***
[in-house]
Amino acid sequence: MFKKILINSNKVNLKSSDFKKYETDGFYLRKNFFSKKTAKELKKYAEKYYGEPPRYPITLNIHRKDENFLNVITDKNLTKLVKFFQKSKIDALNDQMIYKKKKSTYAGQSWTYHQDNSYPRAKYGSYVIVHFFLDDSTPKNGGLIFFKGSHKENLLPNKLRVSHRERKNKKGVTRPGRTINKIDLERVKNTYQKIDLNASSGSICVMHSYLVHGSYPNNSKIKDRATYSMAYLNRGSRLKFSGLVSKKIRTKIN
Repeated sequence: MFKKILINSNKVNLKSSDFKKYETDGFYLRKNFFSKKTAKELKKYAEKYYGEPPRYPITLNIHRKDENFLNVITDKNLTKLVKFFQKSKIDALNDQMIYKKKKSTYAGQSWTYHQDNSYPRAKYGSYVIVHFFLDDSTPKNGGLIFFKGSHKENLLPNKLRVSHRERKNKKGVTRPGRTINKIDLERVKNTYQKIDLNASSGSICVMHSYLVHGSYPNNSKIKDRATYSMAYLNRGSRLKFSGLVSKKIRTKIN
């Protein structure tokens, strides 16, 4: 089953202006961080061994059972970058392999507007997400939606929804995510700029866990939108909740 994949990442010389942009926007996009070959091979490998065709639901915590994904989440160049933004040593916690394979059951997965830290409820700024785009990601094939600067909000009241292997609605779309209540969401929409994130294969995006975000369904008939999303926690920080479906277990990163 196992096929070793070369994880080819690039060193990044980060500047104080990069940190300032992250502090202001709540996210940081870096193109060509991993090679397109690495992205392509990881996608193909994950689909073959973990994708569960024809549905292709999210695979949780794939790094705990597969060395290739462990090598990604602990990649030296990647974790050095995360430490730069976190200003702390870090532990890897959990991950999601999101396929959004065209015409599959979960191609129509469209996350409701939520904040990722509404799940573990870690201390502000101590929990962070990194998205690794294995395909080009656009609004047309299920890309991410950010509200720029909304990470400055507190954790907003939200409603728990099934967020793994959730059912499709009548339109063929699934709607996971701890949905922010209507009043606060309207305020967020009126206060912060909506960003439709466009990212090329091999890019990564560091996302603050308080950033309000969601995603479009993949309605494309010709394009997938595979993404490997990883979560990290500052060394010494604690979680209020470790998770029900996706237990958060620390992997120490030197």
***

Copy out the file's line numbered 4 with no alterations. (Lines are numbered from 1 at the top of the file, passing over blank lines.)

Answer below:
């Protein structure tokens, strides 16, 4: 089953202006961080061994059972970058392999507007997400939606929804995510700029866990939108909740 994949990442010389942009926007996009070959091979490998065709639901915590994904989440160049933004040593916690394979059951997965830290409820700024785009990601094939600067909000009241292997609605779309209540969401929409994130294969995006975000369904008939999303926690920080479906277990990163 196992096929070793070369994880080819690039060193990044980060500047104080990069940190300032992250502090202001709540996210940081870096193109060509991993090679397109690495992205392509990881996608193909994950689909073959973990994708569960024809549905292709999210695979949780794939790094705990597969060395290739462990090598990604602990990649030296990647974790050095995360430490730069976190200003702390870090532990890897959990991950999601999101396929959004065209015409599959979960191609129509469209996350409701939520904040990722509404799940573990870690201390502000101590929990962070990194998205690794294995395909080009656009609004047309299920890309991410950010509200720029909304990470400055507190954790907003939200409603728990099934967020793994959730059912499709009548339109063929699934709607996971701890949905922010209507009043606060309207305020967020009126206060912060909506960003439709466009990212090329091999890019990564560091996302603050308080950033309000969601995603479009993949309605494309010709394009997938595979993404490997990883979560990290500052060394010494604690979680209020470790998770029900996706237990958060620390992997120490030197």